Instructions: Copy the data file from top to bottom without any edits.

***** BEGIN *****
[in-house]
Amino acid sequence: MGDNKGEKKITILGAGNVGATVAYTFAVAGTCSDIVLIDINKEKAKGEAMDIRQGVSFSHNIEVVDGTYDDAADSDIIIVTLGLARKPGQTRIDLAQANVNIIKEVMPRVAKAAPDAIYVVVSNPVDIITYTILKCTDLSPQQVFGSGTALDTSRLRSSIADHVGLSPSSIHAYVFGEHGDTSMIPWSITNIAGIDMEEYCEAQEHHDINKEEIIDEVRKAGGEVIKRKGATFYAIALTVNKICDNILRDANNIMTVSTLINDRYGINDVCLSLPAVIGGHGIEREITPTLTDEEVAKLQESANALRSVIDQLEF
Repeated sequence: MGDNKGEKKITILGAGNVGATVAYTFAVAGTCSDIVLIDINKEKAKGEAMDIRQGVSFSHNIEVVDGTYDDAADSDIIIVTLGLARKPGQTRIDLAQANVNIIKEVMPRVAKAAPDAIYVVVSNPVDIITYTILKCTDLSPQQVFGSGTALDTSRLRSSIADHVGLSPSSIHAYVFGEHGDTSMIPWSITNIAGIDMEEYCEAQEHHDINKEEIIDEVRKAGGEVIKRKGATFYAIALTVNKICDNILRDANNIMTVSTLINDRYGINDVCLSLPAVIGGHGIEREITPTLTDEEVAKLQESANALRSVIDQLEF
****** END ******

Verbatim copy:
[in-house]
Amino acid sequence: MGDNKGEKKITILGAGNVGATVAYTFAVAGTCSDIVLIDINKEKAKGEAMDIRQGVSFSHNIEVVDGTYDDAADSDIIIVTLGLARKPGQTRIDLAQANVNIIKEVMPRVAKAAPDAIYVVVSNPVDIITYTILKCTDLSPQQVFGSGTALDTSRLRSSIADHVGLSPSSIHAYVFGEHGDTSMIPWSITNIAGIDMEEYCEAQEHHDINKEEIIDEVRKAGGEVIKRKGATFYAIALTVNKICDNILRDANNIMTVSTLINDRYGINDVCLSLPAVIGGHGIEREITPTLTDEEVAKLQESANALRSVIDQLEF
Repeated sequence: MGDNKGEKKITILGAGNVGATVAYTFAVAGTCSDIVLIDINKEKAKGEAMDIRQGVSFSHNIEVVDGTYDDAADSDIIIVTLGLARKPGQTRIDLAQANVNIIKEVMPRVAKAAPDAIYVVVSNPVDIITYTILKCTDLSPQQVFGSGTALDTSRLRSSIADHVGLSPSSIHAYVFGEHGDTSMIPWSITNIAGIDMEEYCEAQEHHDINKEEIIDEVRKAGGEVIKRKGATFYAIALTVNKICDNILRDANNIMTVSTLINDRYGINDVCLSLPAVIGGHGIEREITPTLTDEEVAKLQESANALRSVIDQLEF